Borderline also features an incredible technical virtuosity in silent-era filmmaking, with rapid and disorienting cuts, meant to elicit shock and intensity. Frames depicting people are juxtaposed with objects to connote uncertain meaning. And markers of non-normative gender and sexuality are subtly (and sometimes not so subtly) signaled with daring resolve. The rich visual momentum of the film highlights the distortions of racism in a world where the scandal of whiteness typically just blends into the background.

BORDERLINE, Starring Paul Robeson (1930) with a new score by composer Renée Baker. 
Wednesday, April 24, 2019
7:00pm – 9:00pm
Wells Screening Room (ground floor, within Media Services)
Free Tickets with RSVP. Click this link: https://iub.libcal.com/event/5137951


Reference: Musser, Charles. “Paul Robeson and the End of His ‘Movie’ Career.” in Contemporary Black American Cinema: Race, Gender and Sexuality at the Movies. Ed. Mia Mask, Routledge UP, 2012. pp. 14-39.

April’s Awesomeness at the BFC/A!


Nina Lorez Collins, daughter of the late Kathleen Collins, whose masterwork Losing Ground was the great rediscovered film of 2015, will read selections from a new book of her mother’s writing, Notes from a Black Woman’s DiaryThe conversation with Collins, BFC/A Director Terri Francis and Professor of English Vivian Halloran precedes a screening of Losing Ground (1982), which had its U.S. theatrical premier at IU Cinema. Copies of Notes from a Black Woman’s Diary will be available for purchase, as well as Whatever Happened to Interracial Love?, Collins’ 2016 collection of her mother’s stories.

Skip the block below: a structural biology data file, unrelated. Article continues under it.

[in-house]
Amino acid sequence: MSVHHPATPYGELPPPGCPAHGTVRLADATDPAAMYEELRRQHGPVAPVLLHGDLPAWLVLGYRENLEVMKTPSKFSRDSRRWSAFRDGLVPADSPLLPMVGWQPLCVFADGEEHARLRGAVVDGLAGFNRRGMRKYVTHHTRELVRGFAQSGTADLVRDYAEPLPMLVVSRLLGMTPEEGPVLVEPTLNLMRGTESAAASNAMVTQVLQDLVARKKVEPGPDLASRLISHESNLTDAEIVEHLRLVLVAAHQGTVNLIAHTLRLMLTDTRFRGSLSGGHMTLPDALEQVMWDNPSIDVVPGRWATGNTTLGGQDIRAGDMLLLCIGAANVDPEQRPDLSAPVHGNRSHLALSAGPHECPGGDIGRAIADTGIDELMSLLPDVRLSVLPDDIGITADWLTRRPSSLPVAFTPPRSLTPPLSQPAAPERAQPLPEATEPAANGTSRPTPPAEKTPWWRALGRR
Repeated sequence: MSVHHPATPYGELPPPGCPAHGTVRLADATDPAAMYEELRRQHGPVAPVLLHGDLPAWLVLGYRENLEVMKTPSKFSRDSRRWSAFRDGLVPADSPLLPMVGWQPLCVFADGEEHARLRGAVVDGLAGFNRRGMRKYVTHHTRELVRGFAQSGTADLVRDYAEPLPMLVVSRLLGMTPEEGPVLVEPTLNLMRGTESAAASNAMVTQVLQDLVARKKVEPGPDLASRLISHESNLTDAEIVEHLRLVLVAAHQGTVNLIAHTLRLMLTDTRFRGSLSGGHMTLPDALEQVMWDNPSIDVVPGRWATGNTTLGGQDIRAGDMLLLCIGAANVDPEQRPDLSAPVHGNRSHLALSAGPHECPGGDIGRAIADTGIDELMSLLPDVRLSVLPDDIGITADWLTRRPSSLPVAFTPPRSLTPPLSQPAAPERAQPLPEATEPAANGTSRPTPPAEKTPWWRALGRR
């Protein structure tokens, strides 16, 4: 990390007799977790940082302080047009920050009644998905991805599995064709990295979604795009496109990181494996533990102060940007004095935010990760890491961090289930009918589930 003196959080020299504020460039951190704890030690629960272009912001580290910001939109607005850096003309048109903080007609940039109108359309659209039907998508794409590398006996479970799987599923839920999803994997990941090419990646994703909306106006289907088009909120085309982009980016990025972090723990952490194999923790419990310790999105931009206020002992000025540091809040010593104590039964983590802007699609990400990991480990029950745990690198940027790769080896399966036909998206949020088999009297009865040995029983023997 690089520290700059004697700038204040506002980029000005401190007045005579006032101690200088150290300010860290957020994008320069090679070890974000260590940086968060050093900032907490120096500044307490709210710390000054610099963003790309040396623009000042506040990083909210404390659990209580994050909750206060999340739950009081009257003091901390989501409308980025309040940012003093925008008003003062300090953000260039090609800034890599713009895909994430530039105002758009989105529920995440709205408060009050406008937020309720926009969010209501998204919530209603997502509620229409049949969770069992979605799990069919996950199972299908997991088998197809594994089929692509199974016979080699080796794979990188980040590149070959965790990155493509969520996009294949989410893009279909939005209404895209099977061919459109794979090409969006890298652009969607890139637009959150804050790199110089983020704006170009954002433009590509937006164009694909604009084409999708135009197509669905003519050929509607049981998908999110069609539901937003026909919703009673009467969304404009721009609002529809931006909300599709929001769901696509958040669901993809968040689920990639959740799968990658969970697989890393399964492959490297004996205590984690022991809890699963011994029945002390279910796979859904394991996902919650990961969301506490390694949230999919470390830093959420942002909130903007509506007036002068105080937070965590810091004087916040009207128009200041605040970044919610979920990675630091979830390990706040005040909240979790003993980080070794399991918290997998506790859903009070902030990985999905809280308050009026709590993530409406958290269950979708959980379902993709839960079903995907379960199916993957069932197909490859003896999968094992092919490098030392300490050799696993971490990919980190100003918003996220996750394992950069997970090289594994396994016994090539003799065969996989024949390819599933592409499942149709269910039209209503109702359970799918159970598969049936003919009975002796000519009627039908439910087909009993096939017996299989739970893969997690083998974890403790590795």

6:00 pm Conversation with Nina Lorez Collins about Notes from a Black Woman’s Diary

7:00 pm Screening of Kathleen Collins’ Losing Ground (1982)

Presented by the Black Film Center/Archive and hosted by the Moving Image Archive Screening Room. Additional support from The Ruth Lilly Professorship of the English Department.

*This event is free, but ticketed, and open to the public.

RSVP Here: https://iub.libcal.com/event/5137884

Burial Bloomington

Through a magical realist lens, THE BURIAL OF KOJO follows the story of Esi, as she recounts her childhood and the tumultuous relationship between her father, Kojo and her uncle, Kwabena. Directed by TED fellow, music composer and musician Samuel “Blitz” Bazawule, the film chronicles the tale of two brothers through the gifted eyes of a young girl who transports the audience to the beautiful lands of Ghana and other worlds that exist between life and death.

Born from a newspaper article and a Kickstarter campaign, Bazawule skillfully captures the beauty of a family, even when the circumstances aren’t beautiful. THE BURIAL OF KOJO is an essential human story of courage and survival. THE BURIAL OF KOJO is a 2019 Pan African Film Festival (PAFF) Official Selection and 2018 Urbanworld Film Festival Best Narrative Feature Winner. (Dir. Sam Blitz Bazawule, 2018, 80 mins, HD Presentation)

This visually striking debut film has been embraced by The New Yorker, The LA Times and The New York Times. See it here with us!

Sponsored by the Black Film Center/Archive and the African Studies Program; hosted by IU Libraries Moving Image Archive/Screening Room.

Wednesday, April 10, 2019
7:00pm – 9:00pm
Wells Screening Room (ground floor, within Media Services)
1320 E. 10th Street, Bloomington

*This event is free, but ticketed, and open to the public.

RSVP Here: https://iub.libcal.com/event/5276950


Composer Renée Baker returns to IU for a screening of BORDERLINE (1930) with her original score!

Renee Baker, composer.

Wed, April 24th, screening takes place in the IU Libraries Screening Room, Wells 048 at 7:00PM. Baker will be present for post film discussion.

Check out this awesome interview HERE that Jane Cummings recorded with Baker during her visit to Bloomington last year!

From WFIU:

Renee Baker is a violinist and violist, a leader of several musical ensembles, and a composer of more than 200 compositions ranging from string quartets to much larger ensembles.

She draws heavily on her classical training, creating music that does not fit easily into any one genre. Her work is part classical, part jazz, cross-cultural, and often highly improvisational. She has been referred to as a “disruptive composer.”

Baker is the concertmaster of the Chicago Sinfonietta, of which she has been a member since it was founded in 1987. With the Sinfonietta, she has performed around the country and around the world.